Water Close-up of water flowing. © Erika Noretemann/TNC

Stories in Colorado

Maybell Project Restores Hope for Irrigators and Endangered Fish

The Colorado River, for all its complex policies and deep-rooted history, represents a contemporary conundrum: too much demand and too little water.

As our climate changes, rising temperatures and drought conditions have intensified across the Colorado River Basin. This overstretched river system is also seeing rapid growth in the population that relies on it. Overuse has impacted agricultural water availability, native fish and many birds and plants that rely on streamside habitat and the river itself.

Problems like these can seem daunting from a bird’s eye view. Solutions must come from within the communities themselves—and through many innovative, thoughtful collaborations along the way. 

That's where the Maybell diversion comes in. Located on the lower Yampa River, a tributary to the Colorado River, the Maybell diversion provides water for 18 agricultural producers in northwest Colorado. The diversion structure, built in 1896, channels water through a broken, antiquated headgate into the Maybell Ditch, an 18-mile canal that flows roughly in line with the river and irrigates hay pasture and ranchlands.

An aerial shot of the Maybell ditch with muddy water flowing between arid banks.
Maybell diversion Located on the lower Yampa River, a tributary to the Colorado River, the Maybell diversion provides water for 18 agricultural producers in northwest Colorado. © The Nature Conservancy

The Maybell Diversion

The Maybell reach of the Yampa is home to abundant wildlife, including four endangered fish species, whose free movement depends on healthy river flows. While boaters enjoy paddling through Juniper Canyon, the reach of river with the Maybell diversion is known for hazardous conditions at high and low flows. Landslides and large boulders block the river, creating challenges for inexperienced boaters. Drought conditions exacerbate low flows and create awkward conditions for passage of boats and fish alike.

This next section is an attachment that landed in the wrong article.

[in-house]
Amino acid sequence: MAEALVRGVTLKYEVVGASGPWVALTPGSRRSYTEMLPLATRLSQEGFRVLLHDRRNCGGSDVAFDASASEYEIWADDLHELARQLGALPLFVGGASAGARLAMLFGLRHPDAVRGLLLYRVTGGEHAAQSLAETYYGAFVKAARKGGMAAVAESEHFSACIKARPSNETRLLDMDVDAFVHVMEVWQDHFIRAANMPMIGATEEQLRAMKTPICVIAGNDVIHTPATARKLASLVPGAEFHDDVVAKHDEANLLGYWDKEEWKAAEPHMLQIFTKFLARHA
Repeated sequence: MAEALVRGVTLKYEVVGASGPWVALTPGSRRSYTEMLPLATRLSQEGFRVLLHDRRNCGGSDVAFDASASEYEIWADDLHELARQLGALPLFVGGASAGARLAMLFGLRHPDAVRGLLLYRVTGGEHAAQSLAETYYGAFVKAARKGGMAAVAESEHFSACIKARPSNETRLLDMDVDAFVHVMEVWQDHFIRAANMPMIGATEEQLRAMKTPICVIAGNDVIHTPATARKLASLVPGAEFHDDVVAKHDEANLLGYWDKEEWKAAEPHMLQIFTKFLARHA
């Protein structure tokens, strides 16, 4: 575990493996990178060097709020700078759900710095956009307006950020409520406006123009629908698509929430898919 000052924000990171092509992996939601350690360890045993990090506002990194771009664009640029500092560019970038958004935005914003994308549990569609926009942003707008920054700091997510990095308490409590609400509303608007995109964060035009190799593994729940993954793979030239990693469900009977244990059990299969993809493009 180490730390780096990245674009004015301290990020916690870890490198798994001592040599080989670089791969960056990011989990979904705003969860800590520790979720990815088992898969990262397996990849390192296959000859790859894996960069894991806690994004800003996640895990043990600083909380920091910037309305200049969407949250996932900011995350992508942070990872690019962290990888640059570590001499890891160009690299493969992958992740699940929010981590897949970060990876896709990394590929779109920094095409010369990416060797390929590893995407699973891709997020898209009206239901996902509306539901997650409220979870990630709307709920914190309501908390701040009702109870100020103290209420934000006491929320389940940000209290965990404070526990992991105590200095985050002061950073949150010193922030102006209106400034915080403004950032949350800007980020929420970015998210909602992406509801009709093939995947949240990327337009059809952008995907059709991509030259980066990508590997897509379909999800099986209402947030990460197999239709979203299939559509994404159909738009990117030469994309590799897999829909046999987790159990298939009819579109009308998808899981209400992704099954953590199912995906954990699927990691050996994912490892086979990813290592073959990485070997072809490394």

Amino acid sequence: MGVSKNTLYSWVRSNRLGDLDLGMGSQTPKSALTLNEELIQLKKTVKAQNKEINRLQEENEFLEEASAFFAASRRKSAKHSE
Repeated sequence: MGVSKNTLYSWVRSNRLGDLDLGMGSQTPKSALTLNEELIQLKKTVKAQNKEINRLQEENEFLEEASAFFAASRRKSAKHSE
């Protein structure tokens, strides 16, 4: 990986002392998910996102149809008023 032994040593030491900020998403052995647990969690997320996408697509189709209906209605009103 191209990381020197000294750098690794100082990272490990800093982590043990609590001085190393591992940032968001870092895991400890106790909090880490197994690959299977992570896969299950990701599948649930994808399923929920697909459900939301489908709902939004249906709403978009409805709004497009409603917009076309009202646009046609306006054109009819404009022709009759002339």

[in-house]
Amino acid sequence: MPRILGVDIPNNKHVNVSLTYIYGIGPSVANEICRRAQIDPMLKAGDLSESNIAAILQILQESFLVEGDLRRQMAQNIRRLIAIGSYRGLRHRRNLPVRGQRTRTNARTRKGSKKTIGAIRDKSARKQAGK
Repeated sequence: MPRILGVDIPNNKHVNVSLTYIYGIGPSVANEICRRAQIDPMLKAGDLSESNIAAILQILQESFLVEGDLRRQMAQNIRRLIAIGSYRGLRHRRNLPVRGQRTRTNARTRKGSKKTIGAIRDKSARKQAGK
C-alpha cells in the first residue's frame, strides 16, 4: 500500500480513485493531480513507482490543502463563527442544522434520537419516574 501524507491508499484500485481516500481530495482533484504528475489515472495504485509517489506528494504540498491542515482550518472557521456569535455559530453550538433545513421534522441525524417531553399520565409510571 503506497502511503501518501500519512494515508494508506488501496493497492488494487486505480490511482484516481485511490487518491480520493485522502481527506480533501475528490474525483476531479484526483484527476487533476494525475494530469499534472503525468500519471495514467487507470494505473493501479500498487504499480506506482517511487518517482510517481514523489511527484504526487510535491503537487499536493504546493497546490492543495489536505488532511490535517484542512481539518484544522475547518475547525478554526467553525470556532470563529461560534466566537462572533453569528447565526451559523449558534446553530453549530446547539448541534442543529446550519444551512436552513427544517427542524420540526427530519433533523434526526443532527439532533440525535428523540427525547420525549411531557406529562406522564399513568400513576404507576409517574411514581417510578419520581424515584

“Maybell is the largest diversion on the Yampa and it was a high priority for the community to address the need for infrastructure improvements,” explains Diana Lane, director of Colorado’s Sustainable Food and Water program at TNC.

In partnership with the Maybell Irrigation District, The Nature Conservancy is working to rehabilitate the diversion and modernize the headgate, ensuring that the diversion provides water to the users who need it. At the same time, TNC is coordinating with the recreation community to ensure safe passage of watercraft through the new diversion. As a result of this project, we hope that the Yampa will see increased ecological connectivity and resilience to climate change and that the irrigators will have improved control of their irrigation system.

Partnering For a Purpose: Maybell Irrigation See how The Nature Conservancy’s Colorado River Program is working with the Maybell Irrigation District in Colorado to more efficiently divert river water for agriculture, people and nature.

Upgrading the Ditch, Headgate and Diversion 

The three parts of the project—lining the ditch, replacing the headgate and rehabilitating the diversion—will improve efficiency, water flow and habitat for native fish. Ditch lining, completed in November of 2020, repaired a section that was previously unstable, erosive and leaky.